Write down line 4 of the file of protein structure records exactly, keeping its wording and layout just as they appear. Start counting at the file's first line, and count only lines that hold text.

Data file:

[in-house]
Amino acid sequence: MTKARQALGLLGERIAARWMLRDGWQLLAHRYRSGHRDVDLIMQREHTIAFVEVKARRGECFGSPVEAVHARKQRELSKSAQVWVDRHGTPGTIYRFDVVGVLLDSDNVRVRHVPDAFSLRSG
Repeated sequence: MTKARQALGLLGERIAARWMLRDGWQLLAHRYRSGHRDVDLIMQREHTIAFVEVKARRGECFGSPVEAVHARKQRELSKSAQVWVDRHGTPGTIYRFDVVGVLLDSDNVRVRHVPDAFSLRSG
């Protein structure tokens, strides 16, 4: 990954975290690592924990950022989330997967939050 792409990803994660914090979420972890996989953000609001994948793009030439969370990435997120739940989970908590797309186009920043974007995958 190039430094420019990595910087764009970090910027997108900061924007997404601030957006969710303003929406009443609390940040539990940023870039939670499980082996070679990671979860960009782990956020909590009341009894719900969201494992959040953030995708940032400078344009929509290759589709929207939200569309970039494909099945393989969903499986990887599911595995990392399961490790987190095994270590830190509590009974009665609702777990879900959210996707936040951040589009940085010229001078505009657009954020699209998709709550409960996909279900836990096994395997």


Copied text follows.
């Protein structure tokens, strides 16, 4: 990954975290690592924990950022989330997967939050 792409990803994660914090979420972890996989953000609001994948793009030439969370990435997120739940989970908590797309186009920043974007995958 190039430094420019990595910087764009970090910027997108900061924007997404601030957006969710303003929406009443609390940040539990940023870039939670499980082996070679990671979860960009782990956020909590009341009894719900969201494992959040953030995708940032400078344009929509290759589709929207939200569309970039494909099945393989969903499986990887599911595995990392399961490790987190095994270590830190509590009974009665609702777990879900959210996707936040951040589009940085010229001078505009657009954020699209998709709550409960996909279900836990096994395997």